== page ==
Another case of self defense or an idiot with a gun?
Theodore Wafer, 54, is charged with second degree murder, manslaughter and committing a felony with a firearm for the fatal shooting of Renisha McBride, who showed up on his porch hours after being involved in a car accident, according to Wayne County prosecutor, Kym Worthy.
The case has drawn attention from civil rights groups and protesters who are likening the case to that of George Zimmerman, who shot and killed Trayvon Martin in what he and his lawyers argued was self defense.
http://www.nbcnews.com/news/us-news/trial-begins-man-charged-murdering-19-year-old-renisha-mcbride-n160676Zimmerman was found not guilty of murder, but McBride's family said she was the victim of a brutal crime. "It's a murder, and its a horrible murder," McBride's mother, Monica McBride, said.
McBride crashed her car while driving with a blood alcohol level that was nearly three times the legal driving limit in the state of Michigan, police said after her death. She was disoriented and bloodied, and banging on Wafer's front door.
Wafer said he felt threatened and shot through the locked screen door, but did not intend to kill McBride.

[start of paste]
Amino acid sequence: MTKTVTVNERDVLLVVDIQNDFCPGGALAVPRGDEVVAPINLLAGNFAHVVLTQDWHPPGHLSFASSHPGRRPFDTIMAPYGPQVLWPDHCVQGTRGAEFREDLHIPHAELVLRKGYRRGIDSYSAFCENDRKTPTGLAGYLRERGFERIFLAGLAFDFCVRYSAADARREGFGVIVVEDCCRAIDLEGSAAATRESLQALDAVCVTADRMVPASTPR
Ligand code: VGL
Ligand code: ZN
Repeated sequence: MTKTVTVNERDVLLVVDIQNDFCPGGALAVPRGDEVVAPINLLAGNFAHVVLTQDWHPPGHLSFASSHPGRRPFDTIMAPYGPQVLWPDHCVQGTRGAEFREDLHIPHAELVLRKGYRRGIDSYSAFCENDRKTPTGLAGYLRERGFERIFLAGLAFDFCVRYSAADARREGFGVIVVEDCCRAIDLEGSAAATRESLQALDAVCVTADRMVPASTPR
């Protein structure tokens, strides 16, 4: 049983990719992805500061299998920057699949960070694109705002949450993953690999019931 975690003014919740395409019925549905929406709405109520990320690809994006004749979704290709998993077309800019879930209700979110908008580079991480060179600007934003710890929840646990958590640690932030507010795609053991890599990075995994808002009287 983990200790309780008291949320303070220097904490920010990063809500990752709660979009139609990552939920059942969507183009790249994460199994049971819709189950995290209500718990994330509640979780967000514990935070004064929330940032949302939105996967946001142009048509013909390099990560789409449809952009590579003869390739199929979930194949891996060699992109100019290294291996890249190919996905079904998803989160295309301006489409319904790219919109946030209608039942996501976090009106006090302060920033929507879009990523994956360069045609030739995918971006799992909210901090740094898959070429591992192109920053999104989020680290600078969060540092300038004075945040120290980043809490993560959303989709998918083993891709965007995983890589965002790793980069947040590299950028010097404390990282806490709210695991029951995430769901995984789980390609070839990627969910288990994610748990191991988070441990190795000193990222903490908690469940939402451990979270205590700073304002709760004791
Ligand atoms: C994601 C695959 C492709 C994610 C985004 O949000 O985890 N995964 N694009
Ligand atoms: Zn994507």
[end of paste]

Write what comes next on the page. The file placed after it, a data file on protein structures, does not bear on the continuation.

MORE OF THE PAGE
"My client has a very strong defense of this charge. The likelihood of conviction is not that great," said Mack Carpenter, one of Wafer's defense attorneys.
Wafers attorneys have not characterized the incident as a "stand your ground" case, according to The Detroit News, but they will argue he was afraid of what he heard on his front porch at 4:30 a.m. on Nov. 2.
McBride's mother said her daughter was just looking for help after suffering a crash. "I can't imagine in my wildest dreams of what that man feared from her to shoot her in her face," she said.
Self-defense may be a hard defense to argue, said Lisa Bloom, a legal analyst for NBC News. "This is certainly an unusual self-defense case because Theodore Wafer was in his own home. The door was locked," Bloom said.